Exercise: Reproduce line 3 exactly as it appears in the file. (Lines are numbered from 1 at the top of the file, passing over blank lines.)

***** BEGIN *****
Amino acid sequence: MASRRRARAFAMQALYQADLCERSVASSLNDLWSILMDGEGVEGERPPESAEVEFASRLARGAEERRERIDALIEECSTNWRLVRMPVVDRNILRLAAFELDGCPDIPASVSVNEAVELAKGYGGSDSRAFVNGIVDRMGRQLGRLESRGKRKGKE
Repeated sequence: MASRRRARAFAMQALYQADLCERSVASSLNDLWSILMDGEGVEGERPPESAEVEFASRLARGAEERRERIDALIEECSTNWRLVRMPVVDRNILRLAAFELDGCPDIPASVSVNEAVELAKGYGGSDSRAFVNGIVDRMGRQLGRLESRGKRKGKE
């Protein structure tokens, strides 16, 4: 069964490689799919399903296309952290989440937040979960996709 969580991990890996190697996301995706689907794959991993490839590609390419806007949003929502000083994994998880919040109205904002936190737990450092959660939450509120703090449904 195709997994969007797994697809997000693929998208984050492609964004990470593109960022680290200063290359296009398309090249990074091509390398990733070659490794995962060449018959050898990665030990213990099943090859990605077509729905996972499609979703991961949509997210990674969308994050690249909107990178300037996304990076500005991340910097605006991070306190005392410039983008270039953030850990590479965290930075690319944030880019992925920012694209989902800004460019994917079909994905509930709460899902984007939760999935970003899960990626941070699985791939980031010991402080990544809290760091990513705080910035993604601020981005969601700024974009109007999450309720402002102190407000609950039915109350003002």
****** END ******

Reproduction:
């Protein structure tokens, strides 16, 4: 069964490689799919399903296309952290989440937040979960996709 969580991990890996190697996301995706689907794959991993490839590609390419806007949003929502000083994994998880919040109205904002936190737990450092959660939450509120703090449904 195709997994969007797994697809997000693929998208984050492609964004990470593109960022680290200063290359296009398309090249990074091509390398990733070659490794995962060449018959050898990665030990213990099943090859990605077509729905996972499609979703991961949509997210990674969308994050690249909107990178300037996304990076500005991340910097605006991070306190005392410039983008270039953030850990590479965290930075690319944030880019992925920012694209989902800004460019994917079909994905509930709460899902984007939760999935970003899960990626941070699985791939980031010991402080990544809290760091990513705080910035993604601020981005969601700024974009109007999450309720402002102190407000609950039915109350003002």